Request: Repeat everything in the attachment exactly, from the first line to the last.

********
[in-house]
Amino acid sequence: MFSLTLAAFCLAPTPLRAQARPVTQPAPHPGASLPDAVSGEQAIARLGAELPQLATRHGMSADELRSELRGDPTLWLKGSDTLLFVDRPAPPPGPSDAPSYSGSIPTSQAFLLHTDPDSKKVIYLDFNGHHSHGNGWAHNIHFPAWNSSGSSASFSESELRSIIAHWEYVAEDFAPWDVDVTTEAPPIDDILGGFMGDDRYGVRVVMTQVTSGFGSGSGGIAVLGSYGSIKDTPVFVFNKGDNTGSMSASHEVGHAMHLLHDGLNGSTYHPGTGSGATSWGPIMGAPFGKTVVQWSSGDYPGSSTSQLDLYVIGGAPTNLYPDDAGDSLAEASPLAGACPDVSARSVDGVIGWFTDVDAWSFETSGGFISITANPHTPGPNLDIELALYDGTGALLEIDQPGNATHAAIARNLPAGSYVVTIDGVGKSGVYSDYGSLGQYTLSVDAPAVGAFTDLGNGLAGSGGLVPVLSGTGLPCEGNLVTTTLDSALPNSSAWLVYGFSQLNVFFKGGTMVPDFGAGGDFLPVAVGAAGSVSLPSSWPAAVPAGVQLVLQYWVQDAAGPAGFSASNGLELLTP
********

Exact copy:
[in-house]
Amino acid sequence: MFSLTLAAFCLAPTPLRAQARPVTQPAPHPGASLPDAVSGEQAIARLGAELPQLATRHGMSADELRSELRGDPTLWLKGSDTLLFVDRPAPPPGPSDAPSYSGSIPTSQAFLLHTDPDSKKVIYLDFNGHHSHGNGWAHNIHFPAWNSSGSSASFSESELRSIIAHWEYVAEDFAPWDVDVTTEAPPIDDILGGFMGDDRYGVRVVMTQVTSGFGSGSGGIAVLGSYGSIKDTPVFVFNKGDNTGSMSASHEVGHAMHLLHDGLNGSTYHPGTGSGATSWGPIMGAPFGKTVVQWSSGDYPGSSTSQLDLYVIGGAPTNLYPDDAGDSLAEASPLAGACPDVSARSVDGVIGWFTDVDAWSFETSGGFISITANPHTPGPNLDIELALYDGTGALLEIDQPGNATHAAIARNLPAGSYVVTIDGVGKSGVYSDYGSLGQYTLSVDAPAVGAFTDLGNGLAGSGGLVPVLSGTGLPCEGNLVTTTLDSALPNSSAWLVYGFSQLNVFFKGGTMVPDFGAGGDFLPVAVGAAGSVSLPSSWPAAVPAGVQLVLQYWVQDAAGPAGFSASNGLELLTP